This study examines breakdowns in children’s dramatic play to identify and better understand the social value of children’s own approaches to conflict and resolution. The practice of power in the social practice of inclusion and exclusion in children’s conflict are analyzed. This study is a qualitative, ethnographic case study with an embedded interactional analysis. The primary analytic focus is video records of children’s dramatic play in an inclusive preschool. This data was analyzed using a combination of both interactional analysis and V-note coding. The findings illustrate how children include and exclude others using social tools (i.e. discourse) when their interactions share or constrain power, reveal that the teacher’s practice of power in the classroom does not always encourage inclusion because their truth often constrains the children’s access to the practice of power, and highlight the importance of resolution and continued play without removal of artifacts or actors. Implications for this work include a clearer understanding of the learning that is possible when children are allowed time for unstructured play where conflict is expected and not avoided, the practice of power to include and exclude others in an inclusive classroom, and the limited ways in which children gain entrance into group play.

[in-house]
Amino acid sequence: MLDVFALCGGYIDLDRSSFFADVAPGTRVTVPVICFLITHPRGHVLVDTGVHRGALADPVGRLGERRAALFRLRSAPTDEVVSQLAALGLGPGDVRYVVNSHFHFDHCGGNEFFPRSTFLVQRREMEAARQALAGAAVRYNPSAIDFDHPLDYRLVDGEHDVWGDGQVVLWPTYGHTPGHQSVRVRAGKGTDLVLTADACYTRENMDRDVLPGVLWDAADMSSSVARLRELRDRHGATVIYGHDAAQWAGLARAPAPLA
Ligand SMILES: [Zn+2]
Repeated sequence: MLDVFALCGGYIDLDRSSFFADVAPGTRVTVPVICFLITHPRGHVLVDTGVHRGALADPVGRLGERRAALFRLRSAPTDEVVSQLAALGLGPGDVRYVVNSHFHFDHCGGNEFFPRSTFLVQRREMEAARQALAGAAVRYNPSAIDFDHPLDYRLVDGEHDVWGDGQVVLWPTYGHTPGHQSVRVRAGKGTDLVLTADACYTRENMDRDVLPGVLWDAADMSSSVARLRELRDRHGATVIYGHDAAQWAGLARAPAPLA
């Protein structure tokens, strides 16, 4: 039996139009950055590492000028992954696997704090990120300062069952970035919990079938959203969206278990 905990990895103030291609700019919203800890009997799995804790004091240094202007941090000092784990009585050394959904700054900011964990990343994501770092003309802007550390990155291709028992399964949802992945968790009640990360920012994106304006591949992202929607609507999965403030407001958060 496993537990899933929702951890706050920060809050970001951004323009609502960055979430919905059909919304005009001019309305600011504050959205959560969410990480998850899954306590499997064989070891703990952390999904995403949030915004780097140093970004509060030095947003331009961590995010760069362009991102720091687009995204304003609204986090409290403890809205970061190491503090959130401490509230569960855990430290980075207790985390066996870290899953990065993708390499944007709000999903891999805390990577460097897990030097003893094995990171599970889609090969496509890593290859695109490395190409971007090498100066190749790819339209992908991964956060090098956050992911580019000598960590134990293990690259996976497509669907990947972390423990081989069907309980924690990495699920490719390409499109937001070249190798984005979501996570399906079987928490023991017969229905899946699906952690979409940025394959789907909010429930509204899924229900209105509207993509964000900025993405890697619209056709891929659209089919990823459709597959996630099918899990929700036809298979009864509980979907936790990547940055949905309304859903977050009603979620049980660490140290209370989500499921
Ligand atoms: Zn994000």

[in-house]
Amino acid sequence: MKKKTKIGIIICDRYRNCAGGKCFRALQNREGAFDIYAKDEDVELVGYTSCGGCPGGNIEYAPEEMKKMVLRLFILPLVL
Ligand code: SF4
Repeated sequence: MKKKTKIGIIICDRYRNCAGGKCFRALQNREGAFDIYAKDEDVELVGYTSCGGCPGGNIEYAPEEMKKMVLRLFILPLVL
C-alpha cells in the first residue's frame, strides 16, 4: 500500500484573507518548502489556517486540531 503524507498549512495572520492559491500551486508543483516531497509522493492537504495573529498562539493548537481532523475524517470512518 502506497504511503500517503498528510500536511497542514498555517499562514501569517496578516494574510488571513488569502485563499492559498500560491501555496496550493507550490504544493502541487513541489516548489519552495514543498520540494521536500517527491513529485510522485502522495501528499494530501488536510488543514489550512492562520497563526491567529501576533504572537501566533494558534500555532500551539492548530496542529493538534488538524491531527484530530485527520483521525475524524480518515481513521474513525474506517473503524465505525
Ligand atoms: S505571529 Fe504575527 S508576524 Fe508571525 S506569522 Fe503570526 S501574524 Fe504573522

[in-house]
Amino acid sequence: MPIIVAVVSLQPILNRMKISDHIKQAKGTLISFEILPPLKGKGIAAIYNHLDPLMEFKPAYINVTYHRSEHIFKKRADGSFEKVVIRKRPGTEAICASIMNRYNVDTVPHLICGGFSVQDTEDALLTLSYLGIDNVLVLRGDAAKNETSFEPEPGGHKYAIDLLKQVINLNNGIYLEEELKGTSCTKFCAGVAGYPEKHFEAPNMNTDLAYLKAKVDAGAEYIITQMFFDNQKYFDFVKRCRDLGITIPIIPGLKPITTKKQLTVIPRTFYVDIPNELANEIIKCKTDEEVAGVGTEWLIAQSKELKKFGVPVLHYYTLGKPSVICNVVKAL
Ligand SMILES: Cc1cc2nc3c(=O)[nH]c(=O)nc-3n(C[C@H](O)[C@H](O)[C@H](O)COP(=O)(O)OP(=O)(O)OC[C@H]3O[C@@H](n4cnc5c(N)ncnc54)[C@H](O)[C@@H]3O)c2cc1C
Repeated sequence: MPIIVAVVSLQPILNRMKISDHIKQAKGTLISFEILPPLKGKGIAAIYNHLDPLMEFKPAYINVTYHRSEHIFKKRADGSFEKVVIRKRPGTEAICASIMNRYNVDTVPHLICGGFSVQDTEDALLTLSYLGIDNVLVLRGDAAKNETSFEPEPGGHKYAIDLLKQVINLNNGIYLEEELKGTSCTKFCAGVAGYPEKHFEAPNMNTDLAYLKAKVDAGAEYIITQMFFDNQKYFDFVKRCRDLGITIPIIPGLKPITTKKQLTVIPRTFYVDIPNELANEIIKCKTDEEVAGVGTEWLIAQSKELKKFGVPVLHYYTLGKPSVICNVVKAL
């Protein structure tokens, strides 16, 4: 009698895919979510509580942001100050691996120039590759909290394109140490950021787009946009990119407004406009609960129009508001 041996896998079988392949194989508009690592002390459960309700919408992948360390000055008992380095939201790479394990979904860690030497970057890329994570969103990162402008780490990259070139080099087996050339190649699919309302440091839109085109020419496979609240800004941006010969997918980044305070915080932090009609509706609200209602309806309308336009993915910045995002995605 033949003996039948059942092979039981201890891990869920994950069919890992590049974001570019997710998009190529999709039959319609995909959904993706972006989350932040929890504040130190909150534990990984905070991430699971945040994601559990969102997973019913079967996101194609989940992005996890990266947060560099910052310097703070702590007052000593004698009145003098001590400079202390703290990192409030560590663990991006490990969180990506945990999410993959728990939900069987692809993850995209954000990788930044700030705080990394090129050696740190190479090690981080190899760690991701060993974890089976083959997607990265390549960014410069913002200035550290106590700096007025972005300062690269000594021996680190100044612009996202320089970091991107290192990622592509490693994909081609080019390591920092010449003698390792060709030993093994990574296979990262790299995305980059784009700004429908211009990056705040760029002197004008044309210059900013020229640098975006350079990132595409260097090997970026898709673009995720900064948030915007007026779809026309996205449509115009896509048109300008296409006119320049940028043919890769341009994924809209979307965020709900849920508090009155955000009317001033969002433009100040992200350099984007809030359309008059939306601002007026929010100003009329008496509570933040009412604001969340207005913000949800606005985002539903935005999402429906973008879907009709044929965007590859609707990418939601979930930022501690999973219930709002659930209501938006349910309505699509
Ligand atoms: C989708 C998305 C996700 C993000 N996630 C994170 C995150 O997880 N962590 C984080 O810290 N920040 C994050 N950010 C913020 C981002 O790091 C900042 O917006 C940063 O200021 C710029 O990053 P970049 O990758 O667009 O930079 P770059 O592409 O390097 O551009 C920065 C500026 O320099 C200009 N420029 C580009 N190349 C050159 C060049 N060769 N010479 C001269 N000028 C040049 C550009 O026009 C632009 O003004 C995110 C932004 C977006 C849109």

|Commitee:||Ryan, Cindy, Nimmo, John|
|School:||Lewis and Clark College|
|School Location:||United States -- Oregon|
|Source:||DAI-A 82/2(E), Dissertation Abstracts International|
|Subjects:||Education, Educational administration, Early childhood education|
|Keywords:||Guidance, Inclusion, Children's play, Conflict resolution|
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